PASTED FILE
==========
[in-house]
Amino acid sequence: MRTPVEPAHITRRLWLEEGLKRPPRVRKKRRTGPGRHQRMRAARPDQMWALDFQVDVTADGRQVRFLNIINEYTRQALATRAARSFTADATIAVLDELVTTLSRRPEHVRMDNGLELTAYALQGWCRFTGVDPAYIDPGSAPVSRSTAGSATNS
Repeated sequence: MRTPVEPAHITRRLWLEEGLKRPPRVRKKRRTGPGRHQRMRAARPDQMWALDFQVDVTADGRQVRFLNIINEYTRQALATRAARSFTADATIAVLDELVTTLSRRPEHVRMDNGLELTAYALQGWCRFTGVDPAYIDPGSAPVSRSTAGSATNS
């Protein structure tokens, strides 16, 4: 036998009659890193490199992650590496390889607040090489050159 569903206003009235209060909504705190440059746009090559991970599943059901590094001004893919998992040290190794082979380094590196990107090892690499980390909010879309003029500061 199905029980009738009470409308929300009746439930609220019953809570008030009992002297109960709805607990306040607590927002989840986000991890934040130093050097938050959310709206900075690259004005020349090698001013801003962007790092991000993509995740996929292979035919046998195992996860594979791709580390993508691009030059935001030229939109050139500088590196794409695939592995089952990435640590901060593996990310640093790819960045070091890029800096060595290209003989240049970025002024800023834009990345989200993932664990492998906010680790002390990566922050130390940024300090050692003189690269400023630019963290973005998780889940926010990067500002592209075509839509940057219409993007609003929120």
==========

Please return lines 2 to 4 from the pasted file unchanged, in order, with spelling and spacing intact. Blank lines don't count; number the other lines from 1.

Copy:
Amino acid sequence: MRTPVEPAHITRRLWLEEGLKRPPRVRKKRRTGPGRHQRMRAARPDQMWALDFQVDVTADGRQVRFLNIINEYTRQALATRAARSFTADATIAVLDELVTTLSRRPEHVRMDNGLELTAYALQGWCRFTGVDPAYIDPGSAPVSRSTAGSATNS
Repeated sequence: MRTPVEPAHITRRLWLEEGLKRPPRVRKKRRTGPGRHQRMRAARPDQMWALDFQVDVTADGRQVRFLNIINEYTRQALATRAARSFTADATIAVLDELVTTLSRRPEHVRMDNGLELTAYALQGWCRFTGVDPAYIDPGSAPVSRSTAGSATNS
């Protein structure tokens, strides 16, 4: 036998009659890193490199992650590496390889607040090489050159 569903206003009235209060909504705190440059746009090559991970599943059901590094001004893919998992040290190794082979380094590196990107090892690499980390909010879309003029500061 199905029980009738009470409308929300009746439930609220019953809570008030009992002297109960709805607990306040607590927002989840986000991890934040130093050097938050959310709206900075690259004005020349090698001013801003962007790092991000993509995740996929292979035919046998195992996860594979791709580390993508691009030059935001030229939109050139500088590196794409695939592995089952990435640590901060593996990310640093790819960045070091890029800096060595290209003989240049970025002024800023834009990345989200993932664990492998906010680790002390990566922050130390940024300090050692003189690269400023630019963290973005998780889940926010990067500002592209075509839509940057219409993007609003929120």